I remember one memorable visit. A monk, a hermit, came to see us. He was about seventy years of age. He lived at a deserted spot between the Monastery and the hermitage, in a ravine by a stream in a wood. His face, ravaged, all wrinkles, looked grey and long unwashed; the dark-grey hair of his head and beard looked dirty, his greyish-blue eyes were sunk deep in their sockets. We had a long talk with him, and this is what he told us:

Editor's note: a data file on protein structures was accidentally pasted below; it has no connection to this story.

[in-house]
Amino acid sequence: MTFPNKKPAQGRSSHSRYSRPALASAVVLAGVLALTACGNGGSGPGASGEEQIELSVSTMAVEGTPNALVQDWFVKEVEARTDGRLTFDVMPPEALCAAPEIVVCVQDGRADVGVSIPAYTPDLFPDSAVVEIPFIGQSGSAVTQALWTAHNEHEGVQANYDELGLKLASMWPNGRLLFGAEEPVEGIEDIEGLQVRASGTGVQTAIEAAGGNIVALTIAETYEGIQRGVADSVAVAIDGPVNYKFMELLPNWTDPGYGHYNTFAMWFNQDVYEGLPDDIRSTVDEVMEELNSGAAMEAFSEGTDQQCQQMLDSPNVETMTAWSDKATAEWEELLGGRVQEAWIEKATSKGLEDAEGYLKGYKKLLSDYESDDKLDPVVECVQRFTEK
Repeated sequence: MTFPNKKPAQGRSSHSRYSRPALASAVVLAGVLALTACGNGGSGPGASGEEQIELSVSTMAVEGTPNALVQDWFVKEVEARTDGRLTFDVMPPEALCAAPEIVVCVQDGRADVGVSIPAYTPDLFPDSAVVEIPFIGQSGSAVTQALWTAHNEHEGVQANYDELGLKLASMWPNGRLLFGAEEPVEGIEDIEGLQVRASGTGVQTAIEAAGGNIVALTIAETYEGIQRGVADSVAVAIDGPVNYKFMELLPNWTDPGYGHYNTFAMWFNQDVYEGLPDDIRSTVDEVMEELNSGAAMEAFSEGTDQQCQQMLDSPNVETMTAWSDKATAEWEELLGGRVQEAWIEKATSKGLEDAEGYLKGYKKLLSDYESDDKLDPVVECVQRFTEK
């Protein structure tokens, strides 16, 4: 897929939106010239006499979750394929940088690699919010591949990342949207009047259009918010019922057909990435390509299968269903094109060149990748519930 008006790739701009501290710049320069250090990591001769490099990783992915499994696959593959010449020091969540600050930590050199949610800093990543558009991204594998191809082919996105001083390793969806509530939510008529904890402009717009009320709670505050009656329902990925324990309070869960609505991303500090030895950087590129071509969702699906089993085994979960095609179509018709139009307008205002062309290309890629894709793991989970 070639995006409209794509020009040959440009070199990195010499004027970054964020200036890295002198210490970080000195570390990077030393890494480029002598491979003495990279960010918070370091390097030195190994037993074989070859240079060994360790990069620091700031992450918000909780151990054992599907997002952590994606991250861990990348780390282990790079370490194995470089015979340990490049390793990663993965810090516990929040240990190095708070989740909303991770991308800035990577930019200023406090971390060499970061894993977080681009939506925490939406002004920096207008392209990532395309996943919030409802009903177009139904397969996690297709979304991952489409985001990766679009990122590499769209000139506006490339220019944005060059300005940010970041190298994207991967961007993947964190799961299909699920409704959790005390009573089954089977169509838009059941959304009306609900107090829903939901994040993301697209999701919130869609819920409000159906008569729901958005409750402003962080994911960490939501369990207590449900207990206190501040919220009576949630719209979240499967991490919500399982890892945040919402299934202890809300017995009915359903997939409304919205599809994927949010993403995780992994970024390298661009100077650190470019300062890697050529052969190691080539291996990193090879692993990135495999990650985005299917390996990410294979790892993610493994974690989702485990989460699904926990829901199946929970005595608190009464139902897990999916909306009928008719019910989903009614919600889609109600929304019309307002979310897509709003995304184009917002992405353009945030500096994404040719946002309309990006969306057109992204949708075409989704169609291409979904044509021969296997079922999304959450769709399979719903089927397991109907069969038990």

‘It is many years now that my soul suffers when I think of us monks. We have renounced the world, left our parents and our Motherland, given up everything that usually constitues life for people. We have pronounced our vows before God, the holy angels and our brethren to live according to Christ’s law. We have renounced our own will, and in effect lead a martyr’s life, and still we make no progress towards goodness. Will many of us be saved? I shall be the first to perish. I see others, too, who are slaves to their passions. And when I meet people of the world, I see that they live in profound ignorance, listless and unrepentant. And thus, little by little, without even noticing, I was drawn to pray for the world. The thought distressed me that if we, monks who have renounced the world, do not find salvation, what must it be like in the world? My sorrow gradually increased and I started weeping tears of despair. And now, last year when I was in such despair, tired of weeping, lying face down on the floor, the Lord appeared to me and asked, “Why weepest thou?” I was silent. “Dost thou not know that it is I Who will judge the world?” I still kept silent. The Lord says, “I will have mercy on every man who, if only once in his life, has called upon God”…The thought crossed my mind, “So what is the use of us tormenting ourselves day after day?” To which the Lord replied, “Those who suffer because of My commandment will be My friends in the Kingdom of Heaven: the others I will merely have mercy upon.” With this the Lord retired.